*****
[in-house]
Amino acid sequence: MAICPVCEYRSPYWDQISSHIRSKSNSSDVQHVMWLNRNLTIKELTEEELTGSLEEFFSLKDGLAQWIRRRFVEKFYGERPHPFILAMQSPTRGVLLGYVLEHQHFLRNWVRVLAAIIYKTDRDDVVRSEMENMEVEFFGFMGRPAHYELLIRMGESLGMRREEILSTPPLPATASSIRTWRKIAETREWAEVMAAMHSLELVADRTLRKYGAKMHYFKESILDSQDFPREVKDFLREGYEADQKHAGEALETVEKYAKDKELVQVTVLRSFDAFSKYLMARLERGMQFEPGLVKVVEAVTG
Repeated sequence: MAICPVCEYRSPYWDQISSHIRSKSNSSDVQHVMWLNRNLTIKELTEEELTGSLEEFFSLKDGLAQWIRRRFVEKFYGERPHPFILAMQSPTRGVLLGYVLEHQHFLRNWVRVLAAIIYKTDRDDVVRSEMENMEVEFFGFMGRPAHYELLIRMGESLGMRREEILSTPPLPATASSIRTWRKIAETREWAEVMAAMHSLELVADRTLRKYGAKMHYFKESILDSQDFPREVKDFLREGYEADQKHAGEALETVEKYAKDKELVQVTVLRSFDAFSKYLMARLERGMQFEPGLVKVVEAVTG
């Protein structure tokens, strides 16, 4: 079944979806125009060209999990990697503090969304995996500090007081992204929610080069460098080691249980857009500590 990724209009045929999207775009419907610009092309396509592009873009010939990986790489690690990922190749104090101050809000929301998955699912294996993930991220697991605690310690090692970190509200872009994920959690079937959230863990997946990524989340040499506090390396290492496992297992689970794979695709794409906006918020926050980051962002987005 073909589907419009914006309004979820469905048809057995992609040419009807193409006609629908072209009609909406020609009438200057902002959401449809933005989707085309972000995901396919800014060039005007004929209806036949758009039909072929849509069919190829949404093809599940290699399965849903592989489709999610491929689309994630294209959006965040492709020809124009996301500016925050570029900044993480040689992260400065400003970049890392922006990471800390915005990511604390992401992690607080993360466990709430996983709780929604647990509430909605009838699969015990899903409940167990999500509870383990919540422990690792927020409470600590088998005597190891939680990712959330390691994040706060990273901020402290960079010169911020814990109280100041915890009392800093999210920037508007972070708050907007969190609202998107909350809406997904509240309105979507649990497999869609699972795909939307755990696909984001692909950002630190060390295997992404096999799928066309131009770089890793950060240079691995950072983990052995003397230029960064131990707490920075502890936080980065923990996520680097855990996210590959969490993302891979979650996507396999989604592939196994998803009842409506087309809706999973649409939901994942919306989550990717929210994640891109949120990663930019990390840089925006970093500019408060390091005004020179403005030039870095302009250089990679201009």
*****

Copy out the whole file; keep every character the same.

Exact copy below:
[in-house]
Amino acid sequence: MAICPVCEYRSPYWDQISSHIRSKSNSSDVQHVMWLNRNLTIKELTEEELTGSLEEFFSLKDGLAQWIRRRFVEKFYGERPHPFILAMQSPTRGVLLGYVLEHQHFLRNWVRVLAAIIYKTDRDDVVRSEMENMEVEFFGFMGRPAHYELLIRMGESLGMRREEILSTPPLPATASSIRTWRKIAETREWAEVMAAMHSLELVADRTLRKYGAKMHYFKESILDSQDFPREVKDFLREGYEADQKHAGEALETVEKYAKDKELVQVTVLRSFDAFSKYLMARLERGMQFEPGLVKVVEAVTG
Repeated sequence: MAICPVCEYRSPYWDQISSHIRSKSNSSDVQHVMWLNRNLTIKELTEEELTGSLEEFFSLKDGLAQWIRRRFVEKFYGERPHPFILAMQSPTRGVLLGYVLEHQHFLRNWVRVLAAIIYKTDRDDVVRSEMENMEVEFFGFMGRPAHYELLIRMGESLGMRREEILSTPPLPATASSIRTWRKIAETREWAEVMAAMHSLELVADRTLRKYGAKMHYFKESILDSQDFPREVKDFLREGYEADQKHAGEALETVEKYAKDKELVQVTVLRSFDAFSKYLMARLERGMQFEPGLVKVVEAVTG
């Protein structure tokens, strides 16, 4: 079944979806125009060209999990990697503090969304995996500090007081992204929610080069460098080691249980857009500590 990724209009045929999207775009419907610009092309396509592009873009010939990986790489690690990922190749104090101050809000929301998955699912294996993930991220697991605690310690090692970190509200872009994920959690079937959230863990997946990524989340040499506090390396290492496992297992689970794979695709794409906006918020926050980051962002987005 073909589907419009914006309004979820469905048809057995992609040419009807193409006609629908072209009609909406020609009438200057902002959401449809933005989707085309972000995901396919800014060039005007004929209806036949758009039909072929849509069919190829949404093809599940290699399965849903592989489709999610491929689309994630294209959006965040492709020809124009996301500016925050570029900044993480040689992260400065400003970049890392922006990471800390915005990511604390992401992690607080993360466990709430996983709780929604647990509430909605009838699969015990899903409940167990999500509870383990919540422990690792927020409470600590088998005597190891939680990712959330390691994040706060990273901020402290960079010169911020814990109280100041915890009392800093999210920037508007972070708050907007969190609202998107909350809406997904509240309105979507649990497999869609699972795909939307755990696909984001692909950002630190060390295997992404096999799928066309131009770089890793950060240079691995950072983990052995003397230029960064131990707490920075502890936080980065923990996520680097855990996210590959969490993302891979979650996507396999989604592939196994998803009842409506087309809706999973649409939901994942919306989550990717929210994640891109949120990663930019990390840089925006970093500019408060390091005004020179403005030039870095302009250089990679201009």